I'm inspired to go make some of my own stuff. I would love to see some pics.
I'm inspired to go make some of my own stuff. I would love to see some pics.
Last edited by JohnK and Sheri; 02-13-2010 at 06:11 PM.
CHECK FOR POLLEN NOW
The above statement is made in the July-August newsletter From the U.C. Apiaries, written by Dr. Eric Mussen. It is particularly relevant given the situation in northern Florida over the past two seasons. I am printing it in almost its entirety. In almost every instance the word California can be replaced with Florida. "Most California beekeepers either experienced or heard about calamitous overwintering problems faced by a significant number of our beekeepers a half year ago. Right now we are in that period of time when nature, or the beekeeper, must provide for the needs of the colonies or we will have a repeat performance this coming winter.
The above statement is one of the most importan rules in keeping your bees healthy and preparing them for wintering.
Comments are welcomed.
This information should apply to our bees in the United States of America!
ORIGINAL RESEARCH ARTICLE
Pollen substitutes increase honey bee haemolymph
protein levels as much as or more than does pollen.David De Jong1*, Eduardo Junqueira da Silva2, Peter G. Kevan3, James L. Atkinson4.
1Genetics Department. Faculty of Medicine, University of São Paulo, 14 049-900 Ribeirão Preto, SP, Brazil.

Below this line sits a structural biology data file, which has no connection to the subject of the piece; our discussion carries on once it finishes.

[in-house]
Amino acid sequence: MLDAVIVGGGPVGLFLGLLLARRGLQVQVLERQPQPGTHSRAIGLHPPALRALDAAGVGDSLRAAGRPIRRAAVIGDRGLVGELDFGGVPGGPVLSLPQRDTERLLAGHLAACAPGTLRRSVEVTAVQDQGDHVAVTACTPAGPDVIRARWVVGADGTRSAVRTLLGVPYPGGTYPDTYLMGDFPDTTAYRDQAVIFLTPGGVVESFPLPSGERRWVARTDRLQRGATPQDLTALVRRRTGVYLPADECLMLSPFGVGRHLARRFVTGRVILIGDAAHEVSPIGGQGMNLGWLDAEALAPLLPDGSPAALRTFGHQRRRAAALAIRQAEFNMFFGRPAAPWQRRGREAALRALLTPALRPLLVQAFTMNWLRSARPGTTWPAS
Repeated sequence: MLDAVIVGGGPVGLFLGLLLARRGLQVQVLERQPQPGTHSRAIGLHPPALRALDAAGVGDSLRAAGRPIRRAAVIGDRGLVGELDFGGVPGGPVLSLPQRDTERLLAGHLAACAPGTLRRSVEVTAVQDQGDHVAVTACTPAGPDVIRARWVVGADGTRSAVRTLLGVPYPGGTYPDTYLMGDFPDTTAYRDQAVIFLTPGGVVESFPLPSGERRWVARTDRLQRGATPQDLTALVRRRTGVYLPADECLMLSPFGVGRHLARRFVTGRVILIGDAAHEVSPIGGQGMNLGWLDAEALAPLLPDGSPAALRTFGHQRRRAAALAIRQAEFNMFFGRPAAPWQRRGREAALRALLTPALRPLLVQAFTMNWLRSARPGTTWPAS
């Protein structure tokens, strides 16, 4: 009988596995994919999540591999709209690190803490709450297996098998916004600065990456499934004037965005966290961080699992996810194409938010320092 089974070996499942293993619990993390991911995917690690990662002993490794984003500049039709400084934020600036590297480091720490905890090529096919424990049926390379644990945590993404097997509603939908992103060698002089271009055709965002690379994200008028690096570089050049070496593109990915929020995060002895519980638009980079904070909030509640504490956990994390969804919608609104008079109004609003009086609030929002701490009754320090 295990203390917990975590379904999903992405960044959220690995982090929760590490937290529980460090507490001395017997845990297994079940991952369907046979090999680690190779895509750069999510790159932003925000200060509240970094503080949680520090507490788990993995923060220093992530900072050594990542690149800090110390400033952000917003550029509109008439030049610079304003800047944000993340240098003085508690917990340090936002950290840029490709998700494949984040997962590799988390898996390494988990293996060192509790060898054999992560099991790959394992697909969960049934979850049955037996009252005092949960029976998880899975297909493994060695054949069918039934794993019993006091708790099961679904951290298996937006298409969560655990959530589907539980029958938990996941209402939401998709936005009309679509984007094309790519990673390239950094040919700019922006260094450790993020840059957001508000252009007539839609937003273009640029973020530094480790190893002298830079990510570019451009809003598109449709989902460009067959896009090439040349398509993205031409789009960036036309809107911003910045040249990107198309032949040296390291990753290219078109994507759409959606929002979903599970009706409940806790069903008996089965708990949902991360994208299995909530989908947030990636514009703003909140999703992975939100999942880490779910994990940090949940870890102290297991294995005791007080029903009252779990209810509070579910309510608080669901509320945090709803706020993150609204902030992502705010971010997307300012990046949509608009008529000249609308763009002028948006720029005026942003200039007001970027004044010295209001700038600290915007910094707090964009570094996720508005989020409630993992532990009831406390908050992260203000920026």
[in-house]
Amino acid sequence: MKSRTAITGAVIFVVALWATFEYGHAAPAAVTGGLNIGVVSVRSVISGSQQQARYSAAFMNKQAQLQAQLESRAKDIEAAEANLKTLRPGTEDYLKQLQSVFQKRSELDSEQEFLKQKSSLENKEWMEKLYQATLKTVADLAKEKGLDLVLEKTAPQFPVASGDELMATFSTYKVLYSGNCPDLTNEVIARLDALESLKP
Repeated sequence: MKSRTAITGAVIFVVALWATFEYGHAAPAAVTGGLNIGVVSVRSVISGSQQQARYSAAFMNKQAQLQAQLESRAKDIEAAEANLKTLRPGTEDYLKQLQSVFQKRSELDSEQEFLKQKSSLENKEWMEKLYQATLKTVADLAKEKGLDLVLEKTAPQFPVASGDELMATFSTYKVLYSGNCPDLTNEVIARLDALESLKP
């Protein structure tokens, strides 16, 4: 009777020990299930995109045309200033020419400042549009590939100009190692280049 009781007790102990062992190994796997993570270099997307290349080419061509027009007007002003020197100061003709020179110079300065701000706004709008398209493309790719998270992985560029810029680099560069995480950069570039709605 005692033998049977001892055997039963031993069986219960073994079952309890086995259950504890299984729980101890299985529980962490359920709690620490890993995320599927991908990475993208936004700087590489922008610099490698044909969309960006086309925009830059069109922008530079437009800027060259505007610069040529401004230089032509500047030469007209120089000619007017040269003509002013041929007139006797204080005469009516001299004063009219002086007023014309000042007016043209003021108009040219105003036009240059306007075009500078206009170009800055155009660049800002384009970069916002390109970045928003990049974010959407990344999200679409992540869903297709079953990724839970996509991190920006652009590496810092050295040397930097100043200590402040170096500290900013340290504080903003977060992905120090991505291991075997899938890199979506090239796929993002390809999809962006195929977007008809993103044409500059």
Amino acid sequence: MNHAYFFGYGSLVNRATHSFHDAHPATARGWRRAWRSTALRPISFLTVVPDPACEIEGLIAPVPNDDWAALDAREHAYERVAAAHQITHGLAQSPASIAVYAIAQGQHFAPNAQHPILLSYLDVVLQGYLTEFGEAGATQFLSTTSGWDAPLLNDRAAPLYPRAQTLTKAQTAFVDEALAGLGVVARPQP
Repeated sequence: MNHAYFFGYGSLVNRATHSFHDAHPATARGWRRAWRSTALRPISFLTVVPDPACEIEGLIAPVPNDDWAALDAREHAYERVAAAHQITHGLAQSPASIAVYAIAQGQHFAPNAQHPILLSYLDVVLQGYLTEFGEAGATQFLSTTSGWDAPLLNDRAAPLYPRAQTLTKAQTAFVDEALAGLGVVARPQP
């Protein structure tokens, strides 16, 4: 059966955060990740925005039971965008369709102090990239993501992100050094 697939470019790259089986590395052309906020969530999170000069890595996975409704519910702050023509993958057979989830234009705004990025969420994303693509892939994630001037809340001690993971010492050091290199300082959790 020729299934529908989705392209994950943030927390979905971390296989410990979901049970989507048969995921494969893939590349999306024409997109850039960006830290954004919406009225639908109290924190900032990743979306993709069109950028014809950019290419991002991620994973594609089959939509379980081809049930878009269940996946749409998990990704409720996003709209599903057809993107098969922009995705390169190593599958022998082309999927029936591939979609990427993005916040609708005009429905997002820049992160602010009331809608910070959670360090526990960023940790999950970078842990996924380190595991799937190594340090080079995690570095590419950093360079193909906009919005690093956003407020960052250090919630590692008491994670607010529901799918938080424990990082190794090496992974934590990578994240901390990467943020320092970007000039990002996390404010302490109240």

2Entomology, FFCLRP, University of São Paulo, 14 049-900, Ribeirão Preto, SP, Brazil.
3Department of Environmental Biology, University of Guelph, Ontario N1G 2W1, Canada.
4Department of Animal and Poultry Sciences, University of Guelph, Ontario N1G 2W1, Canada.
Received 21 February 2008, accepted subject to revision 31 March 2008, accepted for publication 4 September 2008.
*Corresponding author: Email: firstname.lastname@example.org
Adequate substitutes for pollen are necessary for maintaining healthy bee colonies during periods of pollen dearth, but testing them
objectively is both time consuming and expensive. We compared two commercial diets with bee collected pollen and acacia pod flour (used by
beekeepers in some parts of Brazil) by measuring their effect on haemolymph protein contents of young bees exclusively fed on these diets,
which is a fast and inexpensive assay. The commercial diets included a new, non-soy-based, pollen substitute diet (named Feed-Bee®) and a
soy-based diet, named Bee-Pro®. The diets were each given in patty form to groups of 100 Africanized honey bees in hoarding cages,
maintained and fed from emergence until six days of age. Sucrose, in the form of sugar syrup, was used as a protein free control. Feed-Bee®,
Bee-Pro®, pollen and acacia pod flour diets increased protein titers in the haemolymph by factors of 2.65, 2.51, 1.76 and 1.69, respectively,